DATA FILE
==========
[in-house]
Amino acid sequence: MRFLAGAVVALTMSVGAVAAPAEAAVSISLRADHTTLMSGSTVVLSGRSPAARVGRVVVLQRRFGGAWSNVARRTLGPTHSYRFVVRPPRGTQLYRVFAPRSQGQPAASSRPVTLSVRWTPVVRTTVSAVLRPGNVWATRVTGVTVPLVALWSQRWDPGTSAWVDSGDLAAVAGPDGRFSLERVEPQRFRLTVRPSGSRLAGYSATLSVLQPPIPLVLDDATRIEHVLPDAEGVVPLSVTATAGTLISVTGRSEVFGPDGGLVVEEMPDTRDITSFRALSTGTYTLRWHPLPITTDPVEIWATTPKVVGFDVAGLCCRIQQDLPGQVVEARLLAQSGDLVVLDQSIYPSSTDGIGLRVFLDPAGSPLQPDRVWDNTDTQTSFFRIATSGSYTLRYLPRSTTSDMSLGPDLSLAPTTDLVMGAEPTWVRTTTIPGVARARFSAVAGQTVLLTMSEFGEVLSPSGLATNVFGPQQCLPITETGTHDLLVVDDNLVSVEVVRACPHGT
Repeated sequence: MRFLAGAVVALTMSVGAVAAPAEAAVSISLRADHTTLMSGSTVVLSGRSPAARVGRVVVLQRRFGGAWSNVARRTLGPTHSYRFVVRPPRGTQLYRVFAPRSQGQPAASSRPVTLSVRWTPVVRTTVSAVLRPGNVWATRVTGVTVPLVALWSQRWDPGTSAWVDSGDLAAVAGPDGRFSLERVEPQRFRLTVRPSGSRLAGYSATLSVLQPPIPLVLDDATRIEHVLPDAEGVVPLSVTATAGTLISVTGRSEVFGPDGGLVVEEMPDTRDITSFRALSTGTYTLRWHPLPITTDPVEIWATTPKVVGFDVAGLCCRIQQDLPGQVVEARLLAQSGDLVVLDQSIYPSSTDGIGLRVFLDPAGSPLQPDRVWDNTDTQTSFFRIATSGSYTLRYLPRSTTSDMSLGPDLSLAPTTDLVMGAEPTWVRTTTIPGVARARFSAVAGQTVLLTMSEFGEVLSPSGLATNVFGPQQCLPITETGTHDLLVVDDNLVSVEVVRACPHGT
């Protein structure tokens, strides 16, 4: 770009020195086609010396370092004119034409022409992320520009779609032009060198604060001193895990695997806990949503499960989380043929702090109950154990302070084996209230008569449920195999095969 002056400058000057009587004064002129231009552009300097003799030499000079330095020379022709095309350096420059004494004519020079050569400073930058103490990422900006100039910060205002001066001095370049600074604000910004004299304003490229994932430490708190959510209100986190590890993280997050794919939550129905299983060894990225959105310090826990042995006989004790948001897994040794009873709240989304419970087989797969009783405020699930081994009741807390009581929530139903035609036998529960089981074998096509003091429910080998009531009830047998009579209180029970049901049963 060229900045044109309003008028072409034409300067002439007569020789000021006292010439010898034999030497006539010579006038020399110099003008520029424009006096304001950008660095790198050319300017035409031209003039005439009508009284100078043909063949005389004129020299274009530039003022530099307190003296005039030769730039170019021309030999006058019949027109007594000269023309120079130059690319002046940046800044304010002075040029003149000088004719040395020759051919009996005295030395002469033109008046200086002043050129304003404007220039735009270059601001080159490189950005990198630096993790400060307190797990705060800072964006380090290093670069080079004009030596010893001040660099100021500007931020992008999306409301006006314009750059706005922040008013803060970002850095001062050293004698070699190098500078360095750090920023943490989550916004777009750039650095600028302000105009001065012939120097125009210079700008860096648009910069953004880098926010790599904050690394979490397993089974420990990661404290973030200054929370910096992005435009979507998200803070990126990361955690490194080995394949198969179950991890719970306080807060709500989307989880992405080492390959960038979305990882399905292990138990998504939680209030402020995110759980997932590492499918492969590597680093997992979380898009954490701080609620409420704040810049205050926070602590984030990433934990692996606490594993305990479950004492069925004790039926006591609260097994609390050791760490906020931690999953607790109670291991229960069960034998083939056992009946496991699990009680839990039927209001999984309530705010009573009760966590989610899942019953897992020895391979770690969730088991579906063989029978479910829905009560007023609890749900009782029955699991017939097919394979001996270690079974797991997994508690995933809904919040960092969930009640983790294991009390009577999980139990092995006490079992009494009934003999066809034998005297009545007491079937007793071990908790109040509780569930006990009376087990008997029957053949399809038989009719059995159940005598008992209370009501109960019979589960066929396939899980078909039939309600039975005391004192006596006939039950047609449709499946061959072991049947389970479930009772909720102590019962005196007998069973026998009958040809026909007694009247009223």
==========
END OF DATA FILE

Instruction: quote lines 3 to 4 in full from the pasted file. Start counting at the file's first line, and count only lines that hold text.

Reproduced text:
Repeated sequence: MRFLAGAVVALTMSVGAVAAPAEAAVSISLRADHTTLMSGSTVVLSGRSPAARVGRVVVLQRRFGGAWSNVARRTLGPTHSYRFVVRPPRGTQLYRVFAPRSQGQPAASSRPVTLSVRWTPVVRTTVSAVLRPGNVWATRVTGVTVPLVALWSQRWDPGTSAWVDSGDLAAVAGPDGRFSLERVEPQRFRLTVRPSGSRLAGYSATLSVLQPPIPLVLDDATRIEHVLPDAEGVVPLSVTATAGTLISVTGRSEVFGPDGGLVVEEMPDTRDITSFRALSTGTYTLRWHPLPITTDPVEIWATTPKVVGFDVAGLCCRIQQDLPGQVVEARLLAQSGDLVVLDQSIYPSSTDGIGLRVFLDPAGSPLQPDRVWDNTDTQTSFFRIATSGSYTLRYLPRSTTSDMSLGPDLSLAPTTDLVMGAEPTWVRTTTIPGVARARFSAVAGQTVLLTMSEFGEVLSPSGLATNVFGPQQCLPITETGTHDLLVVDDNLVSVEVVRACPHGT
């Protein structure tokens, strides 16, 4: 770009020195086609010396370092004119034409022409992320520009779609032009060198604060001193895990695997806990949503499960989380043929702090109950154990302070084996209230008569449920195999095969 002056400058000057009587004064002129231009552009300097003799030499000079330095020379022709095309350096420059004494004519020079050569400073930058103490990422900006100039910060205002001066001095370049600074604000910004004299304003490229994932430490708190959510209100986190590890993280997050794919939550129905299983060894990225959105310090826990042995006989004790948001897994040794009873709240989304419970087989797969009783405020699930081994009741807390009581929530139903035609036998529960089981074998096509003091429910080998009531009830047998009579209180029970049901049963 060229900045044109309003008028072409034409300067002439007569020789000021006292010439010898034999030497006539010579006038020399110099003008520029424009006096304001950008660095790198050319300017035409031209003039005439009508009284100078043909063949005389004129020299274009530039003022530099307190003296005039030769730039170019021309030999006058019949027109007594000269023309120079130059690319002046940046800044304010002075040029003149000088004719040395020759051919009996005295030395002469033109008046200086002043050129304003404007220039735009270059601001080159490189950005990198630096993790400060307190797990705060800072964006380090290093670069080079004009030596010893001040660099100021500007931020992008999306409301006006314009750059706005922040008013803060970002850095001062050293004698070699190098500078360095750090920023943490989550916004777009750039650095600028302000105009001065012939120097125009210079700008860096648009910069953004880098926010790599904050690394979490397993089974420990990661404290973030200054929370910096992005435009979507998200803070990126990361955690490194080995394949198969179950991890719970306080807060709500989307989880992405080492390959960038979305990882399905292990138990998504939680209030402020995110759980997932590492499918492969590597680093997992979380898009954490701080609620409420704040810049205050926070602590984030990433934990692996606490594993305990479950004492069925004790039926006591609260097994609390050791760490906020931690999953607790109670291991229960069960034998083939056992009946496991699990009680839990039927209001999984309530705010009573009760966590989610899942019953897992020895391979770690969730088991579906063989029978479910829905009560007023609890749900009782029955699991017939097919394979001996270690079974797991997994508690995933809904919040960092969930009640983790294991009390009577999980139990092995006490079992009494009934003999066809034998005297009545007491079937007793071990908790109040509780569930006990009376087990008997029957053949399809038989009719059995159940005598008992209370009501109960019979589960066929396939899980078909039939309600039975005391004192006596006939039950047609449709499946061959072991049947389970479930009772909720102590019962005196007998069973026998009958040809026909007694009247009223």